2007 GSA Denver Annual Meeting (28–31 October 2007)

Paper No. 6
Presentation Time: 9:35 AM


STOLPER, Daniel, Earth and Planetary Sciences, Harvard University, Cambridge, MA 02138, KENNEDY, Marlene, School of Earth Sciences, Stanford University, Stanford, CA 94305 and GROTZINGER, John, Geological and Planetary Sciences, California Institute of Technology, 1200 E. California Blvd, Pasadena, CA 91125, dstolper@fas.harvard.edu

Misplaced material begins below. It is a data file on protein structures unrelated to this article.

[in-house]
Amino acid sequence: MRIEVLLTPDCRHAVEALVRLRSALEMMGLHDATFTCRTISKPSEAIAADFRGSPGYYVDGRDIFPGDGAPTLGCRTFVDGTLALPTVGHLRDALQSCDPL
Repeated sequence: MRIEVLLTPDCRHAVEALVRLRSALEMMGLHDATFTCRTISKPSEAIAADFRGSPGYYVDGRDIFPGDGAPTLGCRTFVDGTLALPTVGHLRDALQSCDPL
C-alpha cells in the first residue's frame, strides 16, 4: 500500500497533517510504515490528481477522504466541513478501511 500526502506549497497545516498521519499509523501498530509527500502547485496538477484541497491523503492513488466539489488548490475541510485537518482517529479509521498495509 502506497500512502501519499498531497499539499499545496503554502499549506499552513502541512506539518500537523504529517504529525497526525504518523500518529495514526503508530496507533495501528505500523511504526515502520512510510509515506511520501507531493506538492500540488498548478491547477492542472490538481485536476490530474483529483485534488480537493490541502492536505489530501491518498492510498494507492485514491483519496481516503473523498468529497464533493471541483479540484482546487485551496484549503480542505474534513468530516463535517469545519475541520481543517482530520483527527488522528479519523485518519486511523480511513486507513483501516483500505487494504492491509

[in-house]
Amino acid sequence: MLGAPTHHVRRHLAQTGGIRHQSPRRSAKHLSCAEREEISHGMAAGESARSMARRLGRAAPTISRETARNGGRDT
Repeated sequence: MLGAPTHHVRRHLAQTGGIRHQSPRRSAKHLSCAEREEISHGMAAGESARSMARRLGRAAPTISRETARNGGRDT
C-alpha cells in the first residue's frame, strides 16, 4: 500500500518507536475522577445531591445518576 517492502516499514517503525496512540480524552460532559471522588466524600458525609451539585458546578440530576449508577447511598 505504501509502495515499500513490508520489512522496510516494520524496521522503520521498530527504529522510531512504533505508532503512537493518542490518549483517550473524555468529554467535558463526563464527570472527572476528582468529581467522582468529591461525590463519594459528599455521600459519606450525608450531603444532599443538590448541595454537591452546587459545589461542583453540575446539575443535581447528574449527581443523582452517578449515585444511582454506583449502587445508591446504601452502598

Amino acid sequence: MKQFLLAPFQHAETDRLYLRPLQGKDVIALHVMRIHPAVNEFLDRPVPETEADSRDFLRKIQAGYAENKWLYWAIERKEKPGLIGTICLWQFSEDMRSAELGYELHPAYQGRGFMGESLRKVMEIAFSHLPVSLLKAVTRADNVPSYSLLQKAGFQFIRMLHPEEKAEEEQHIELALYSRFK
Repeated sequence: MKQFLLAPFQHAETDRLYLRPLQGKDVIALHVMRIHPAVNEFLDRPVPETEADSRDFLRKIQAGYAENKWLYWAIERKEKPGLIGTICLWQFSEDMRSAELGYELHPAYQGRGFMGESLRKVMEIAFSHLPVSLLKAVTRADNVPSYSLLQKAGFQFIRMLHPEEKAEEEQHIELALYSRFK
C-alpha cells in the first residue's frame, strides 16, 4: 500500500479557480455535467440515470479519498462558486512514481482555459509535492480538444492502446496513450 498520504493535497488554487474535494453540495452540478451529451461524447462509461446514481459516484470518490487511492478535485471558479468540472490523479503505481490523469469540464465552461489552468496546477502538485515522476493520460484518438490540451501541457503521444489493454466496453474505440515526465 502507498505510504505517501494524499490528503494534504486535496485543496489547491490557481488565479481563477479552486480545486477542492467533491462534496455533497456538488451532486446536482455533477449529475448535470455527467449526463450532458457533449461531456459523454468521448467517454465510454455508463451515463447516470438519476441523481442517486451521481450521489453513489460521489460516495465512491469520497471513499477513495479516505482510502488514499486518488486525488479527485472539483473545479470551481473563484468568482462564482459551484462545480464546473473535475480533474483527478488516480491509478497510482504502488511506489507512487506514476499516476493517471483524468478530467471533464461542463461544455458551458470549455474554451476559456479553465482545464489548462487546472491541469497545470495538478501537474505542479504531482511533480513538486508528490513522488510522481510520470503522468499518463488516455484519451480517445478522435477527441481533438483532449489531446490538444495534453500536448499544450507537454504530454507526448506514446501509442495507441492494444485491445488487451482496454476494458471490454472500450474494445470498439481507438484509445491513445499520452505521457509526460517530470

Multiple criteria have been used in the attempt to characterize sedimentary environments and processes on Mars. The presence of “pin stripe” lamination was used as evidence for the presence of aeolian stratification at the Opportunity landing site at Meridiani planum. Here we quantify the distribution of lamination thickness in examples of proposed aeolian strata, and compare these to diverse terrestrial sedimentary rocks. Lamination thicknesses were measured from images of terrestrial environments (aeolian, sub-aqueous, and base surge deposits) and compared with those from Martian sediments based on images returned by Opportunity. Histograms were compiled for each environment in order to compare the Martian and terrestrial sediments. Martian laminae from the Burns formation (Meridiani landing site) have a mean thickness 0.195 cm, and a standard deviation of 0.083 cm from a count of 75 laminae (n=75). These results most closely resemble the distributions observed for terrestrial aeolian deposits from the Jurassic Page Sandstone, Colorado plateau. Page Sandstone aeolian deposits have a mean lamination thickness of 0.142 cm, and a standard deviation of 0.045 cm with n=427. The sub-aqueous, fluvial, “upper plane bed” facies from the Mt. Shields Formation (Belt Supergroup, 1.4 Ga), Montana, on the other hand, produced a similar mean for lamina thickness of 0.136 cm with a standard deviation of 0.049 cm with n=190. Finally, we measured lamination thicknesses for Tertiary pyroclastic base-surge deposits preserved at Hunts Hole, New Mexico. These base surge laminae have a mean thickness of 1.89 cm, an order of magnitude greater than the Martian lamina, and a standard deviation of 1.74 cm. with n=168. Although these distributions reflect a range of factors, our results demonstrate that the Martian sediments most closely resemble those from terrestrial aeolian environments. They also compare favorably with fluvial upper flow regime (“plane bed”) strata, but are quite different from volcanic base surge deposits. Although some overlap in lamination thickness occurs between the different data sets, the means of our datasets are consistent with previous studies that have been interpreted in terms of an aeolian origin for the pin-stripe laminations found on the Martian surface.